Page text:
Hirst, Damien (1965- ) - 2002 Burning Wheel (Tate Gallery, London)
Color etching; 91.0 x 71.0 cm. The controversial painter, sculptor and installation artist Damien Hirst is one of the world's most commercially successful contemporary artists. A leading member of the postmodernist generation known as Young British artists, he first came to prominence in the 1990s for his series of dead animals preserved and floating in formaldehyde. Influenced by Francis Bacon, his most famous works of avant-garde art include A Thousand Years (1989), a glass case with maggots and flies feeding off a rotting cow's head; The Physical Impossibility of Death in the Mind of Someone Living (1991), a tiger shark in a glass tank of formaldehyde and For The Love of God, a platinum cast of an 18th century human skull covered in ?15,000,000 worth of diamonds. Hirst is also known for his 'spin paintings,' manufactured on a rotating circular surface, and 'spot paintings,' consisting of rows of randomly-colored dots or circles. Hirst has been praised by many for galvanizing interest in the British arts and in helping to create the image of a 'Cool Britannia'. Moreover, a large number of art professionals and experts have been quick to acknowledge his prowess in marketing works of art. Even so, his critics are no less vocal. A Daily Mail headline stated "For 1,000 years art has been one of our great civilizing forces. Today, pickled sheep and soiled beds threaten to make barbarians of us all." Artist Charles Thomson of the The Stuckist Art Group wrote of Hirst's works: "They're bright and they're zany - but that's all there is at the end of the day." And in a 2008 TV documentary The Mona Lisa Curse, the respected modern art critic Robert Hughes attacked Hirst's work as 'tacky' and 'absurd' . However, despite the sceptics, Hirst continues to be a best-seller and, despite a bust-up with his erstwhile patron Charles Saatchi, the latter remains a staunch supporter of Hirst's artistic talent, commenting: "general art books dated 2105 will be as brutal about editing the late 20th century as they are about almost all other centuries. Every artist other than Jackson Pollock, Andy Warhol, Donald Judd and Damien Hirst will be a footnote."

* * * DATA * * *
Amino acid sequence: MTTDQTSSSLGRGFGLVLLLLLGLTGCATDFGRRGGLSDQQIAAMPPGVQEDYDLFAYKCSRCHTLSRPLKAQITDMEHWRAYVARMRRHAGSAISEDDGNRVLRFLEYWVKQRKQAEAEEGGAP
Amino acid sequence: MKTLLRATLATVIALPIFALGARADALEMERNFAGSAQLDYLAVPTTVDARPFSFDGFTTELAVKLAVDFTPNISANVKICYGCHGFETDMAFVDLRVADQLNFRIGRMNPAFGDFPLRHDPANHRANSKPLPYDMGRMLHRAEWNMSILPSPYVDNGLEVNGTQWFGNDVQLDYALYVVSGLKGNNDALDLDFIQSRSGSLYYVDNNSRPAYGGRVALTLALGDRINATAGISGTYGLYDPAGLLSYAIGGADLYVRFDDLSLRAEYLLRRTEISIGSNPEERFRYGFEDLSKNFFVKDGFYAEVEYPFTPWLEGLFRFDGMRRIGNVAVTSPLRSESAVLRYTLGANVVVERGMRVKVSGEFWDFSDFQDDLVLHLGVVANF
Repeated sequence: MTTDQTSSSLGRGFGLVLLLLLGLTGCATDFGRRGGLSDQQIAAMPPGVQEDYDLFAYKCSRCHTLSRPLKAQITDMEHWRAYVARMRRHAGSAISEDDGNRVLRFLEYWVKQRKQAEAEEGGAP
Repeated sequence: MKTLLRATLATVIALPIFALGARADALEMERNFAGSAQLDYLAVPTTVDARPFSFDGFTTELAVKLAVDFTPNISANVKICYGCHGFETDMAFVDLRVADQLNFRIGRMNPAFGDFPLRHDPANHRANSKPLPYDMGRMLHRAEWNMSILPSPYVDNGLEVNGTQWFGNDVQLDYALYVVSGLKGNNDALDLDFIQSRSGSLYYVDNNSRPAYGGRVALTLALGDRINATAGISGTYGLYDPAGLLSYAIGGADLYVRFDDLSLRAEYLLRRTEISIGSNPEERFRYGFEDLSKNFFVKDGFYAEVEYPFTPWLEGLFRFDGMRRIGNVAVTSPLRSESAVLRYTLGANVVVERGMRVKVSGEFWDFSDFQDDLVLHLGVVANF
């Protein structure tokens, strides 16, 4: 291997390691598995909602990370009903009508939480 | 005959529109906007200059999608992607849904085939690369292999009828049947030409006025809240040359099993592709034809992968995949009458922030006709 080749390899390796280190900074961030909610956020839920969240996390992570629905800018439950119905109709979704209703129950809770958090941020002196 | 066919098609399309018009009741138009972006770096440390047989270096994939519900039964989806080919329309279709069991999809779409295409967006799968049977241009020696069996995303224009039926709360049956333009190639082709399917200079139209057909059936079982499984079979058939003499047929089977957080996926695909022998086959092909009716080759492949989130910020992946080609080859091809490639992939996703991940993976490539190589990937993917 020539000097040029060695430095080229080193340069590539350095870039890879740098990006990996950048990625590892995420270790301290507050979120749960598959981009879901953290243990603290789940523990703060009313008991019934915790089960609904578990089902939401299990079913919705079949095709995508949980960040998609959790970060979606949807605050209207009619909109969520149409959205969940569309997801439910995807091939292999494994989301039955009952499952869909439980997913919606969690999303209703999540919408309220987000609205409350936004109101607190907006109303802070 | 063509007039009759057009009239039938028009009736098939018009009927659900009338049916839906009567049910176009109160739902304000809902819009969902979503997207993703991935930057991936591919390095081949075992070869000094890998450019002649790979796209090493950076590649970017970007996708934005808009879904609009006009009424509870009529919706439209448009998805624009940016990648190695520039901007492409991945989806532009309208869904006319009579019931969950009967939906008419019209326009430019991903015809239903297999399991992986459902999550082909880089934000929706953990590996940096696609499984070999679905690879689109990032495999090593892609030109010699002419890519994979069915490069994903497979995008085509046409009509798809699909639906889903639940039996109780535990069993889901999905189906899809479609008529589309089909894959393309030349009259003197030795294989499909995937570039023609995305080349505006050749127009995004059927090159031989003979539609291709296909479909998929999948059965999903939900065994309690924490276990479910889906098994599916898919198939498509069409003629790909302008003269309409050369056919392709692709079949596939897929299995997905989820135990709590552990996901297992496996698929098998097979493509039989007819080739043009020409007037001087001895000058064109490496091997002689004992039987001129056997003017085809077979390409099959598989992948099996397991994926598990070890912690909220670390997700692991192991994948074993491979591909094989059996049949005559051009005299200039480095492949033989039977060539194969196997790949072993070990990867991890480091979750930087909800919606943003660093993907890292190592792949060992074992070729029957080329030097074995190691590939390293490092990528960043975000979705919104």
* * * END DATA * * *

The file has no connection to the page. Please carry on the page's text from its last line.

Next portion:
wheel covers 15
The Gator GP Drumcart Rolling Hardware Bag answers the burning question, Your car has wheels, so why not your drum bags ? Gator answers the call with one of the coolest gig bags we have seen in a while. Get to your gigs or practice space without awkwardly carrying your cymbal stands, drum throne and other hardware. Stop pinching your fingers carrying your hardware through the doorway. Get rollin' and get drummin'. Gator GP Drumcart Features 600-Denier nylon drum hardware bag 25mm Steel constructed cart 100 pound capacity in line-style wheels Exterior accessory pockets Bag section is removable Zippers